Walmart And Colorado Springs Shootings Take Toll On Healthcare Staff

According to the American Public Health Association, gun violence in the US is a public health crisis and the leading cause of premature death in the country, responsible for more than 38,000 deaths annually. As of Nov. 23, at least 39,717 people have died from gun violence this year, and another 21,582 have died by suicide, according to data from the Gun Violence Archive. There have been 608 mass shootings so far this year.

When healthcare professionals called for gun control in 2018, the National Rifle Association tweeted for them to “stay in their lane.” It’s very much in their lane, however, because of the time, care, and resources they expend trying to save lives. More than 100 people — many of them healthcare workers — are involved in the treatment of a victim from the moment they ‘re shot at the moment they’re released from a hospital.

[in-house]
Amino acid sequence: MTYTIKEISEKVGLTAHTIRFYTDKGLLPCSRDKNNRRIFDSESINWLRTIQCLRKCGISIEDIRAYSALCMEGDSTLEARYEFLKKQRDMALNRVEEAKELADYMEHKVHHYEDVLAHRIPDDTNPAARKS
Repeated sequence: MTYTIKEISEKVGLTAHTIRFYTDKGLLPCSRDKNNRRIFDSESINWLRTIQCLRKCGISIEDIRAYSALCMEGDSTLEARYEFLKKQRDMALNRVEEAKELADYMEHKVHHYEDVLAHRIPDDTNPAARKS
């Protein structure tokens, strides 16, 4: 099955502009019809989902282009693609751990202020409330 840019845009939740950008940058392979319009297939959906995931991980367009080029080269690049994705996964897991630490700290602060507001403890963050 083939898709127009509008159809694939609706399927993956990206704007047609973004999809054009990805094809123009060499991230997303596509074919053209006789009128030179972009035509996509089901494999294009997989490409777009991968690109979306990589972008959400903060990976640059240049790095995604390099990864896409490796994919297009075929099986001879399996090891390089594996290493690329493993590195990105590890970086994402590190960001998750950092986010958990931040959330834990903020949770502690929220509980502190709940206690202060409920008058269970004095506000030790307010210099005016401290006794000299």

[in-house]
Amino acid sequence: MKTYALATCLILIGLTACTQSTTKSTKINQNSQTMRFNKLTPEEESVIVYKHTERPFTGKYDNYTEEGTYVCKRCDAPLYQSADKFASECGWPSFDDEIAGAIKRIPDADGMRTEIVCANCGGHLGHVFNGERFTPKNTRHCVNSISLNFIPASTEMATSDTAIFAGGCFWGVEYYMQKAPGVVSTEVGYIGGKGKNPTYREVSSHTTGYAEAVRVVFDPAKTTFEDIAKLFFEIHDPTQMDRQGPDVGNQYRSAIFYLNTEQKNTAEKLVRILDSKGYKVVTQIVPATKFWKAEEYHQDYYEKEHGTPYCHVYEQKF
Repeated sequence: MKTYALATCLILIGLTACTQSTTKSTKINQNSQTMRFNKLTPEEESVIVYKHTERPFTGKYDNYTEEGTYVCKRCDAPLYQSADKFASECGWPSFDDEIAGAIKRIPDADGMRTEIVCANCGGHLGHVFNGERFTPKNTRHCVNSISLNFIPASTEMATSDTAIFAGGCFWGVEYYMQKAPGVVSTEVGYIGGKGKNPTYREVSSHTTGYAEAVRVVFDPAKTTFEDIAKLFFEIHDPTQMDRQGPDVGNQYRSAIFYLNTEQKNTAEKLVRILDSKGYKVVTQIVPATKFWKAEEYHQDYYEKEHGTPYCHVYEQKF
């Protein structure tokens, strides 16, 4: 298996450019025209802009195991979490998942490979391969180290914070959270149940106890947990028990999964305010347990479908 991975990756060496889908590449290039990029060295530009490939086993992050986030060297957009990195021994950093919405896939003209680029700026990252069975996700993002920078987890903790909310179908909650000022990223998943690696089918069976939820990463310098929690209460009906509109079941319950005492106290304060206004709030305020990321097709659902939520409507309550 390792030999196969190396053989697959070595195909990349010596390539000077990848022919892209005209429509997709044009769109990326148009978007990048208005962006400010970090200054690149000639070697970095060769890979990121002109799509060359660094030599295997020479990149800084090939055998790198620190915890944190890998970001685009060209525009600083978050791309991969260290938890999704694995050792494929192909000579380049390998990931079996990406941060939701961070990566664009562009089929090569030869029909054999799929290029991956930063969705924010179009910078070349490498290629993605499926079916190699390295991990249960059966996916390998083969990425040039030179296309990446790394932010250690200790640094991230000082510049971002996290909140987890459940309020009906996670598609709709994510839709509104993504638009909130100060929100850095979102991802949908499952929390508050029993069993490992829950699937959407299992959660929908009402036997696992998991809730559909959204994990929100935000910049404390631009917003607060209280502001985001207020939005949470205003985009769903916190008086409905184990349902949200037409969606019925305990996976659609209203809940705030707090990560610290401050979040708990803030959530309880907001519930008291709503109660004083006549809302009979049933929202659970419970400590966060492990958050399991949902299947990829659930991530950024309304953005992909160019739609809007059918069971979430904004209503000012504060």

Sentara Norfolk General Hospital is a level one trauma center, Michael Hooper, vice president and chief medical officer, told reporters on Wednesday, and it’s prepared for incidents like the Walmart shooting.

“Unfortunately, we deal with events like this very frequently,” he said.

But it takes a toll.

“It’s always disheartening when you see unnecessary violence on this level,” said Tracey Chandler, a clinical nurse manager at the hospital.

As news of the shooting at the Walmart broke, many on social media shared their dread at seeing yet another mass casualty event. People had only begun to grieve the deaths at Club Q when another shooting grabbed headlines. It prompted new calls to action, and renewed despair over the number of lives lost.

Brett Cross, whose 10-year-son Uziyah Garcia was killed in the Uvalde, Texas, school shooting that left 19 children and two teachers dead, tweeted that each mass shooting takes a toll on him.

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